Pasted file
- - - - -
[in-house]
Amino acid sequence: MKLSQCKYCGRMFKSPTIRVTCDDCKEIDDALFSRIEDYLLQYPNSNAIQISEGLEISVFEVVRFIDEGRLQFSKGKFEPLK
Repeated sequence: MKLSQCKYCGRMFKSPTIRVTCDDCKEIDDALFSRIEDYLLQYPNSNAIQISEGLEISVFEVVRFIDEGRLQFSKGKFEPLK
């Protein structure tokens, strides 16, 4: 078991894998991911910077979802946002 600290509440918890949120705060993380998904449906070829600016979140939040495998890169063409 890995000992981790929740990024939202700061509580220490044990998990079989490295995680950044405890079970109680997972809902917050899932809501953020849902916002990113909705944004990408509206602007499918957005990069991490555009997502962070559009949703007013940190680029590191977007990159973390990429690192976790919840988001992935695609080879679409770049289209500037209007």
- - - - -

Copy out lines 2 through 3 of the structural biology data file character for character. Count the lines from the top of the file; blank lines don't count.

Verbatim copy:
Amino acid sequence: MKLSQCKYCGRMFKSPTIRVTCDDCKEIDDALFSRIEDYLLQYPNSNAIQISEGLEISVFEVVRFIDEGRLQFSKGKFEPLK
Repeated sequence: MKLSQCKYCGRMFKSPTIRVTCDDCKEIDDALFSRIEDYLLQYPNSNAIQISEGLEISVFEVVRFIDEGRLQFSKGKFEPLK